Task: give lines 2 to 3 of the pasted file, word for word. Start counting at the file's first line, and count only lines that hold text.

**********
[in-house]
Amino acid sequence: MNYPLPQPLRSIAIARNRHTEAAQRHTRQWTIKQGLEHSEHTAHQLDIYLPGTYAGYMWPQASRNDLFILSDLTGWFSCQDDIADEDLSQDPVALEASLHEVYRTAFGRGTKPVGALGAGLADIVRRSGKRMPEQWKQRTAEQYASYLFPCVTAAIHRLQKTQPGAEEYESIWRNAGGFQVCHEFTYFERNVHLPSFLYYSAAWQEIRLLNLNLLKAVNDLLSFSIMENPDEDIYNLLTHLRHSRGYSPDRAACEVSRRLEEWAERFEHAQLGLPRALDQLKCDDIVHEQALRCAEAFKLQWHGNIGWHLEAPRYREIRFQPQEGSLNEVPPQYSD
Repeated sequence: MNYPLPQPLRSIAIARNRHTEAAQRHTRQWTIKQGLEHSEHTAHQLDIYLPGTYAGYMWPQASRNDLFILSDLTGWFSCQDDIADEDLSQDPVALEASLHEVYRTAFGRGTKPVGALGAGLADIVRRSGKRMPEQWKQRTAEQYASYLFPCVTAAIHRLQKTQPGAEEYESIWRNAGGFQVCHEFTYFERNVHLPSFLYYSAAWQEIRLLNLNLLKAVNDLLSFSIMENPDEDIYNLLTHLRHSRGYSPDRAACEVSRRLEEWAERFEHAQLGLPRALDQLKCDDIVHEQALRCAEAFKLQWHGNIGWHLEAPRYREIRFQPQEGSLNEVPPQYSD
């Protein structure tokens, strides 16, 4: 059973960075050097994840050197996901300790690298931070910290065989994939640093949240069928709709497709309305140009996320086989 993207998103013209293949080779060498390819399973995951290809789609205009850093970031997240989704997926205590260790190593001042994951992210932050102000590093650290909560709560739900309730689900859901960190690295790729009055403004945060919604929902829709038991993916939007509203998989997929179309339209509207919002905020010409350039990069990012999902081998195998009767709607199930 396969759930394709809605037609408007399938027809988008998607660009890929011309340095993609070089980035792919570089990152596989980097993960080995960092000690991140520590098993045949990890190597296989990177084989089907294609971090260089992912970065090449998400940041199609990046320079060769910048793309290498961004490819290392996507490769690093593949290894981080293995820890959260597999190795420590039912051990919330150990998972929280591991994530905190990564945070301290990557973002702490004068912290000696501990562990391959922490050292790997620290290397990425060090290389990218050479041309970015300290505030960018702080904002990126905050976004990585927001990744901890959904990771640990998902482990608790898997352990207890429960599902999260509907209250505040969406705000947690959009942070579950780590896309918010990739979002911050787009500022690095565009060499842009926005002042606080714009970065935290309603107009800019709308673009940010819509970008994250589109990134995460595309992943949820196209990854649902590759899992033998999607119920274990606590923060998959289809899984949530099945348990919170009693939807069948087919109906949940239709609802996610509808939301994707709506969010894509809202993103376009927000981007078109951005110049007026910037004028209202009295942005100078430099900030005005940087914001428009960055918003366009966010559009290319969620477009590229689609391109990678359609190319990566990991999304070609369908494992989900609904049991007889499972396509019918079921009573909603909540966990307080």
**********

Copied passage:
Amino acid sequence: MNYPLPQPLRSIAIARNRHTEAAQRHTRQWTIKQGLEHSEHTAHQLDIYLPGTYAGYMWPQASRNDLFILSDLTGWFSCQDDIADEDLSQDPVALEASLHEVYRTAFGRGTKPVGALGAGLADIVRRSGKRMPEQWKQRTAEQYASYLFPCVTAAIHRLQKTQPGAEEYESIWRNAGGFQVCHEFTYFERNVHLPSFLYYSAAWQEIRLLNLNLLKAVNDLLSFSIMENPDEDIYNLLTHLRHSRGYSPDRAACEVSRRLEEWAERFEHAQLGLPRALDQLKCDDIVHEQALRCAEAFKLQWHGNIGWHLEAPRYREIRFQPQEGSLNEVPPQYSD
Repeated sequence: MNYPLPQPLRSIAIARNRHTEAAQRHTRQWTIKQGLEHSEHTAHQLDIYLPGTYAGYMWPQASRNDLFILSDLTGWFSCQDDIADEDLSQDPVALEASLHEVYRTAFGRGTKPVGALGAGLADIVRRSGKRMPEQWKQRTAEQYASYLFPCVTAAIHRLQKTQPGAEEYESIWRNAGGFQVCHEFTYFERNVHLPSFLYYSAAWQEIRLLNLNLLKAVNDLLSFSIMENPDEDIYNLLTHLRHSRGYSPDRAACEVSRRLEEWAERFEHAQLGLPRALDQLKCDDIVHEQALRCAEAFKLQWHGNIGWHLEAPRYREIRFQPQEGSLNEVPPQYSD